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Voracious Hermeneutics: On Kierkegaard's Concept of the Interesting

Eagan, Anthony (2019) Voracious Hermeneutics: On Kierkegaard's Concept of the Interesting. PhD thesis, University of Sheffield.

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Abstract

Kierkegaard understood modernity as a crisis of authority emerging in the aftermath of European secularization, and thus as an epistemic and ultimately moral crisis wherein self-consciousness is marked by an absence of universal integration. The consequent prioritization of aesthetic detachment, which he believed he witnessed as a dominant trend in the contemporary philosophy, was for him a counter-productive response to and expansion of the crisis. The first volume of his first pseudonymous work, Either/Or, written from the perspective of an aesthete, consists of seven expositions on different artistic media and character types. As each exposition reveals progressively deeper forms of individual alienation and groundlessness, the aesthete grows increasingly obsessed with ‘the interesting’—Kierkegaard’s name for the discrepancy between human concealment and disclosure. From an initial attempt to regain immediacy and integration through music, to the culminating quest for selfish pleasure through a perverted diary of seduction, these expositions highlight the aesthete’s growing belief that ‘justice is done to aesthetics’ only when individuals attempt to make life ‘interesting’. My thesis illuminates the complex of issues signified by this claim, first by showing how the ‘interesting’ came to be the quintessential modern criterion, and next by detailing the moral and psychological dangers involved in pursuing ‘the interesting’ over other considerations. In a close explication of Kierkegaard’s text, I show the insufficiency of aesthetics to make sense of the fundamental inner-outer uncertainty governing modern consciousness. As the aesthete moves through the alienated conditions of of doubt, guilt, pain, and boredom, his own crisis of subjectivity becomes ever more apparent, triggering a spiral in which his original uncertainty widens ad infinitum. Either/Or is a most acute diagnosis of the modern predicament. This thesis explores how the aesthetic attitude can lead to an ever-more voracious tendency to interpret the world in a private, self-defeating, and unscrupulous fashion.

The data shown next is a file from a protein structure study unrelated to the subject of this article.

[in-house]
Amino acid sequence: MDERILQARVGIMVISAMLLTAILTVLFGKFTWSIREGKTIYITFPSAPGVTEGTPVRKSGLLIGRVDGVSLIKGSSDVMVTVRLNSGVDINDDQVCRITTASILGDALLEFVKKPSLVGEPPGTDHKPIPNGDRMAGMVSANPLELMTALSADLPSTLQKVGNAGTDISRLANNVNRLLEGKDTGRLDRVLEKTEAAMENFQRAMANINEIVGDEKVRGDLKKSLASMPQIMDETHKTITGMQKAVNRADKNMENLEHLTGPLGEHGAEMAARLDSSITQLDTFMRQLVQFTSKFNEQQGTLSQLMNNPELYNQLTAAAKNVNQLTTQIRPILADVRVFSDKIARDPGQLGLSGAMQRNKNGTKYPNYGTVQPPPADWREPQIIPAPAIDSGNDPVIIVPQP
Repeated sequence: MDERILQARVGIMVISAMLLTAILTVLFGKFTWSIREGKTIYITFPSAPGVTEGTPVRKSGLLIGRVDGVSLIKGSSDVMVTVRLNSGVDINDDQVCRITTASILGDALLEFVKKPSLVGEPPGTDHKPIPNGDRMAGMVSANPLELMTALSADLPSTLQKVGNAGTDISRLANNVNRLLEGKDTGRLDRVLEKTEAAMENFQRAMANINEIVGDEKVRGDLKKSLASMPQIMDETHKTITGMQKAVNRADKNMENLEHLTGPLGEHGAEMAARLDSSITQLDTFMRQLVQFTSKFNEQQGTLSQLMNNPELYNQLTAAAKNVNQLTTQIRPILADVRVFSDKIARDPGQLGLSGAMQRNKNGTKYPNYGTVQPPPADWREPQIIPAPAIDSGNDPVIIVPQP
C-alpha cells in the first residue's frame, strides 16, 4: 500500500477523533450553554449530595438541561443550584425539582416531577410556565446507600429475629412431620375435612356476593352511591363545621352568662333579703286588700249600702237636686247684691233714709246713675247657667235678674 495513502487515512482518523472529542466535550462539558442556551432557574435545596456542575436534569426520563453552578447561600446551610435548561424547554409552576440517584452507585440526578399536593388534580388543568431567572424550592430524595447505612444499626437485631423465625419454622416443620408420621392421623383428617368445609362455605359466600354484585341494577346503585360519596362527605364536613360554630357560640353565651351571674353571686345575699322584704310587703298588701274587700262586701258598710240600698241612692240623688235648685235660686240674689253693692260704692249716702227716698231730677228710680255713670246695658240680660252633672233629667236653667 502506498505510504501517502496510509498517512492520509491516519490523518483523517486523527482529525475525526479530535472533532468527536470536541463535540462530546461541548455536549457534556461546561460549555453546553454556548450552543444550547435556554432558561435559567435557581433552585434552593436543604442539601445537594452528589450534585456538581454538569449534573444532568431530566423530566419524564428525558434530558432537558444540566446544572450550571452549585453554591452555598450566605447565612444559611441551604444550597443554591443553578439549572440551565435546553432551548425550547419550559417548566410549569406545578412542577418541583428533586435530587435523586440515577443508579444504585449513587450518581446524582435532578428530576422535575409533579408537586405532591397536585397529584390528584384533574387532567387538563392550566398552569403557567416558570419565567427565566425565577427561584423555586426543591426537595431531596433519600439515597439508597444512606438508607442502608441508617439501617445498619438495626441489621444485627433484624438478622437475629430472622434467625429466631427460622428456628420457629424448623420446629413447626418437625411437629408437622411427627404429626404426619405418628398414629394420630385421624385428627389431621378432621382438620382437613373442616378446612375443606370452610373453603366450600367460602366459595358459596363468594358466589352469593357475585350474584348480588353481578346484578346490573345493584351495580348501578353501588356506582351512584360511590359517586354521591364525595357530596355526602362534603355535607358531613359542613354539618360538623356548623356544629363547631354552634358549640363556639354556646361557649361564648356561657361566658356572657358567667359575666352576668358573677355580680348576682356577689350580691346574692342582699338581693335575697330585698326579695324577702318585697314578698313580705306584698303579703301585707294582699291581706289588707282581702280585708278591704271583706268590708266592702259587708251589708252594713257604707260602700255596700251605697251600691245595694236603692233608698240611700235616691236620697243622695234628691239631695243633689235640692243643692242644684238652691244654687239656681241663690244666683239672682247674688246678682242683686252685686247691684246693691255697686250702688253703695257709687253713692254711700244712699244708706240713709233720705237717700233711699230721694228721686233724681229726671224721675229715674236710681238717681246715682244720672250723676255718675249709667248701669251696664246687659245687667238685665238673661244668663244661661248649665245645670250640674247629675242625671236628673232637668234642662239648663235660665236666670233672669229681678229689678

Item Type: Thesis (PhD)
Academic Units: The University of Sheffield > Faculty of Arts and Humanities (Sheffield) > Philosophy (Sheffield)
Identification Number/EthosID: uk.bl.ethos.794197
Depositing User: Anthony Eagan
Date Deposited: 18 Dec 2019 13:17
Last Modified: 01 Feb 2020 10:53
URI: http://etheses.whiterose.ac.uk/id/eprint/25477

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